As part of the Deformo project, Space Micro is developing an air-to-space laser communications pod that will be deployed on a variety of Air Force aircraft.
The United States Air Force (USAF) AFWERX programme has awarded Space Micro a contract to develop an air-to-space laser communications system.
Space Micro, owned by Voyager Space, offers commercial laser communications products that address air-to-space laser communications problems, primarily caused by the instability of Earths atmosphere.
Space Micros laser communications products have been developed for commercial and government customers and are now evolving into a key solution for highly directional, long-distance, high-bandwidth telecommunications for air-to-space connective applications.
In routine air-to-space laser communication, atmospheric turbulence scrambles transmitted information. To help solve this problem, Space Micro partnered with Rhea Space Activity (RSA) and Johns Hopkins University (JHU) to develop an adaptive optics solution that uses deformable mirrors to transmit a laser signal through turbulence unhindered. The project, called Deformo, seeks to develop an Air-to-Space Laser Communications Pod that could be deployed on a variety of USAF aircraft.
To develop Deformo, Space Micro partnered with RSA to use its deep-space autonomous navigation capability, the Jervis Autonomy Module (JAM), to ensure USAF spacecraft can autonomously and accurately communicate with USAF aircraft. Additionally, Space Micro partnered with JHU to use a patented dual-adaptive mirror technology that effectively cancels out the uncertainties of the physics of Earths atmosphere.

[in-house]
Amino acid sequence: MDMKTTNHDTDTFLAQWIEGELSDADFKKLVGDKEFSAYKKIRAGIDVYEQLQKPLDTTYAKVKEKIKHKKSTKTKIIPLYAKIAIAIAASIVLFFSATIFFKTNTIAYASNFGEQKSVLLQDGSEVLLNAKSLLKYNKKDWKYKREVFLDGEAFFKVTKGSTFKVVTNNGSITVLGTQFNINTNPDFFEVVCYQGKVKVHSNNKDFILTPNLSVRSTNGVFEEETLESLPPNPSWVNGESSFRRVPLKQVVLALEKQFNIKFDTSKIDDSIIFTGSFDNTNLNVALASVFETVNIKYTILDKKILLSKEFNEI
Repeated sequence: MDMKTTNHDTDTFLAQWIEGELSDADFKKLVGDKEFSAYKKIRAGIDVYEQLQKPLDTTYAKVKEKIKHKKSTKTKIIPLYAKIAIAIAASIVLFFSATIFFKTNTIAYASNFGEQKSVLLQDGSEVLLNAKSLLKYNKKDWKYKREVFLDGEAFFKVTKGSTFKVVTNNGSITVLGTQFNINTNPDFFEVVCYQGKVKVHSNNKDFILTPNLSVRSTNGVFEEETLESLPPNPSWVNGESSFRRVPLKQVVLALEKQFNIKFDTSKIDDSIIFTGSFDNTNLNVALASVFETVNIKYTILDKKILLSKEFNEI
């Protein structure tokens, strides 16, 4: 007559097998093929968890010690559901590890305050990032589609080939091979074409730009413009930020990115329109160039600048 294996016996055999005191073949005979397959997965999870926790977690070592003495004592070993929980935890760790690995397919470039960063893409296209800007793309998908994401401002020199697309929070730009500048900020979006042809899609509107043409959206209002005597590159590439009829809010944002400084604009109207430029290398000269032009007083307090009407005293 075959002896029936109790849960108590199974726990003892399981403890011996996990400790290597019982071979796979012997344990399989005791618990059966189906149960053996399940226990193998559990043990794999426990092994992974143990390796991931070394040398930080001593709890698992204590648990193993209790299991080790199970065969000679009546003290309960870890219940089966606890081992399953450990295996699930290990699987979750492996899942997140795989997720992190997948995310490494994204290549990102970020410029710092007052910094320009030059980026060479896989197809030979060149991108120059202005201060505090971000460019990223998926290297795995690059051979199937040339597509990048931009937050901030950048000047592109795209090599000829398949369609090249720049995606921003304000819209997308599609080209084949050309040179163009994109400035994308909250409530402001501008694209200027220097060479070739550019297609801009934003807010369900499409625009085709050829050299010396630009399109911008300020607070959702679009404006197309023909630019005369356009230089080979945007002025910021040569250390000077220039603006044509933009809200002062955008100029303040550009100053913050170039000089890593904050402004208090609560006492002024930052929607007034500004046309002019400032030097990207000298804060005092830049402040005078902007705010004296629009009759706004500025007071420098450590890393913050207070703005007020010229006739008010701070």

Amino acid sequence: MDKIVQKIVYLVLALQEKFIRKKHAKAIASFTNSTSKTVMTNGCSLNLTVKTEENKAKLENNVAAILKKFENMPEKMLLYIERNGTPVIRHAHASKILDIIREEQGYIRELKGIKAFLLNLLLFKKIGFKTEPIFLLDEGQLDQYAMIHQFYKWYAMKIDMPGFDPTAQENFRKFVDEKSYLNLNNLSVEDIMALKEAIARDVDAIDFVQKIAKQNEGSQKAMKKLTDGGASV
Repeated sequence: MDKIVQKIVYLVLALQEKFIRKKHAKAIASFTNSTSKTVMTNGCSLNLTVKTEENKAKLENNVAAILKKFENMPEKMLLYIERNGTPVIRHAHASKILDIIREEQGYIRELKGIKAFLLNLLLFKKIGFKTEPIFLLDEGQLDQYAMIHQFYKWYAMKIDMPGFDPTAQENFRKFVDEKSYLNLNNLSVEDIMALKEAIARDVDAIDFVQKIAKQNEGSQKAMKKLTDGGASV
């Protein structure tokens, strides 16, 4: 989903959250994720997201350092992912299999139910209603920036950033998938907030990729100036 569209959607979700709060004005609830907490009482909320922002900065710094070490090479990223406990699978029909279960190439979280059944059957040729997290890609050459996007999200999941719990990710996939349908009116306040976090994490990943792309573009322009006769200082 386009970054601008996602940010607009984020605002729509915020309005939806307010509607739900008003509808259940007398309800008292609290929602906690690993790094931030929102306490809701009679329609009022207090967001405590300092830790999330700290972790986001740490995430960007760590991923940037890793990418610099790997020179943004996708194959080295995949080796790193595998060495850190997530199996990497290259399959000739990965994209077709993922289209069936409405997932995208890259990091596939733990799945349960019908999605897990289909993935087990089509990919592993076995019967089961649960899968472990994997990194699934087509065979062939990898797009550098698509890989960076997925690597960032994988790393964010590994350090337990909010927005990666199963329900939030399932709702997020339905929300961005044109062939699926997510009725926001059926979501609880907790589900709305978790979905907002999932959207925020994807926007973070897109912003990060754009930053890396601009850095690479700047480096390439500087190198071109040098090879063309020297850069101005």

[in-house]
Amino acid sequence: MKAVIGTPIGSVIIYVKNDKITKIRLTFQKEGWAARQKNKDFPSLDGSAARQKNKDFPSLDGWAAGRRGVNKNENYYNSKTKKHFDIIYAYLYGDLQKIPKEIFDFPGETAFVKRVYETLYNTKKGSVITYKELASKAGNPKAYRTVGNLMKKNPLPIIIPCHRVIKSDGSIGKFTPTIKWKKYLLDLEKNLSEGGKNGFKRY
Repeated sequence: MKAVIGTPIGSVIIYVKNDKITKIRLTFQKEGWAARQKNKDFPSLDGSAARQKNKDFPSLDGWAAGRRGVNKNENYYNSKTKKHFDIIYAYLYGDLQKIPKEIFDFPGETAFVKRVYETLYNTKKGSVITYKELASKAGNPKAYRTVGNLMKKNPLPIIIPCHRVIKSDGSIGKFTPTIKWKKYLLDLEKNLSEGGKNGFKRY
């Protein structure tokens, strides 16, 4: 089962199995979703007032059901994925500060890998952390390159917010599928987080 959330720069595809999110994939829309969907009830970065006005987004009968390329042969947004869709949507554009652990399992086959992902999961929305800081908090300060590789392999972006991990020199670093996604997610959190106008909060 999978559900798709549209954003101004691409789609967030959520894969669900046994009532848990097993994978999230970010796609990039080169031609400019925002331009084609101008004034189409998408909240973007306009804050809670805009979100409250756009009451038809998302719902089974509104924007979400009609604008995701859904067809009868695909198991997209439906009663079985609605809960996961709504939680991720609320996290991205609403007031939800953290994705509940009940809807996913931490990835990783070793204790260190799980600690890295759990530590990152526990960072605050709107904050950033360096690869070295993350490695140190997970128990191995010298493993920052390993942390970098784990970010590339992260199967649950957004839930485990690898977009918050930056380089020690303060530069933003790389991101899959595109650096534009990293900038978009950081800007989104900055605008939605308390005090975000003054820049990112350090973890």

Dave Strobel, executive chair of Space Micro, said: “This Phase I effort will provide the necessary feedback to develop the scientific and engineering infrastructure needed to provide an optical communication chain between airborne assets and geostationary communications satellites. Deformo is intended to give our stealth aircraft the ability to securely communicate during sensitive operations without giving away their positions.”
Shawn Usman, astrophysicist and founder of RSA, commented on the importance of using adaptive optics to support air-to-space communications. “RSA is excited to apply our expertise in developing an adaptive optics-based air-to-space communications capability. Such adaptive optics have already transformed the way we build telescopes and explore the universe. We are now bringing this same technology to the forefront of national security operations by allowing US stealth aircraft to maintain secure high-bandwidth communications during combat operations. RSA is well versed in developing adaptive optics systems to support US Department of Defense and Intelligence Community reconnaissance activities.”
Dr Laurent Pueyo, Project Scientist for Advanced Technologies at the Space Telescope Institute and Associate Research Scientist at JHU, stated: “We have developed adaptive optics solutions for a variety of future NASA missions, including the Roman Space Telescope. We are excited to develop adaptive optics systems to help solve the interesting physics problem of air-to-space communications.”
Space Micro and the team will now have an opportunity to participate in customer discovery with key USAF and United States Space Force (USSF) stakeholders. Space Micro also plans to demonstrate how such a new capability will fit into current US defence practices, as well as the broader US space environment.